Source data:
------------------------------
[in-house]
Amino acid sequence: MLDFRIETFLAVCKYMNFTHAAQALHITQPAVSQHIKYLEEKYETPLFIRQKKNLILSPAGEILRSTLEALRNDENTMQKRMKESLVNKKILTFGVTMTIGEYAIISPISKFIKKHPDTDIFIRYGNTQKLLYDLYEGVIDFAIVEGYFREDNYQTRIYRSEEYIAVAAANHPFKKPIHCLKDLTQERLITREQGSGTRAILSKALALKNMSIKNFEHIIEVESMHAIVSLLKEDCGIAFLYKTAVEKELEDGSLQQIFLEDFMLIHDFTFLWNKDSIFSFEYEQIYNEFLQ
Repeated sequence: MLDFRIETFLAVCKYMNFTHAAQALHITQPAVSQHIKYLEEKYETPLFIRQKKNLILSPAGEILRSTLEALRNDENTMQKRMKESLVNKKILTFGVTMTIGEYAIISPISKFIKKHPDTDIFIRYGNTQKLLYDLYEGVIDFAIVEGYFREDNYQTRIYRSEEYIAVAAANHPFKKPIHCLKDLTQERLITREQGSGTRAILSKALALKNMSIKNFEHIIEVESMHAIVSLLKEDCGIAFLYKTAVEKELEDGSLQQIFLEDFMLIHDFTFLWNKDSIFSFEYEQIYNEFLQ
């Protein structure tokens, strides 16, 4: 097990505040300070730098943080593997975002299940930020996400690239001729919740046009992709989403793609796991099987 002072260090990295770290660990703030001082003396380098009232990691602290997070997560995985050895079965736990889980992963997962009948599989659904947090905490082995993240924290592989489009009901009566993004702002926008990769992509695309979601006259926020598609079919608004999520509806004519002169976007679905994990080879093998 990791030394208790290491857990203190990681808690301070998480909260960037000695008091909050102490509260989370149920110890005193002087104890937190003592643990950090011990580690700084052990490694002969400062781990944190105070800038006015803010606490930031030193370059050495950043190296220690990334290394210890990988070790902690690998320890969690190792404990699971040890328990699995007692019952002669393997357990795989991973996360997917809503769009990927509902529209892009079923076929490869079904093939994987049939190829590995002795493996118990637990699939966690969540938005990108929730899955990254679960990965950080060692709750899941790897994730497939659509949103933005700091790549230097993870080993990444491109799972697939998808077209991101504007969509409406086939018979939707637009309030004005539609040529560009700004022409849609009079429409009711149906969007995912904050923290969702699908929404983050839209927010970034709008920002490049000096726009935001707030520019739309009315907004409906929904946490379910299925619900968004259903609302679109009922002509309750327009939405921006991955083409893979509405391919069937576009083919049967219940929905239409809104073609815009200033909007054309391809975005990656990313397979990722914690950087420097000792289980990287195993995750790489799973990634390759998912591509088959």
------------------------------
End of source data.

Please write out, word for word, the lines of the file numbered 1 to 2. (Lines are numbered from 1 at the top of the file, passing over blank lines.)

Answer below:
[in-house]
Amino acid sequence: MLDFRIETFLAVCKYMNFTHAAQALHITQPAVSQHIKYLEEKYETPLFIRQKKNLILSPAGEILRSTLEALRNDENTMQKRMKESLVNKKILTFGVTMTIGEYAIISPISKFIKKHPDTDIFIRYGNTQKLLYDLYEGVIDFAIVEGYFREDNYQTRIYRSEEYIAVAAANHPFKKPIHCLKDLTQERLITREQGSGTRAILSKALALKNMSIKNFEHIIEVESMHAIVSLLKEDCGIAFLYKTAVEKELEDGSLQQIFLEDFMLIHDFTFLWNKDSIFSFEYEQIYNEFLQ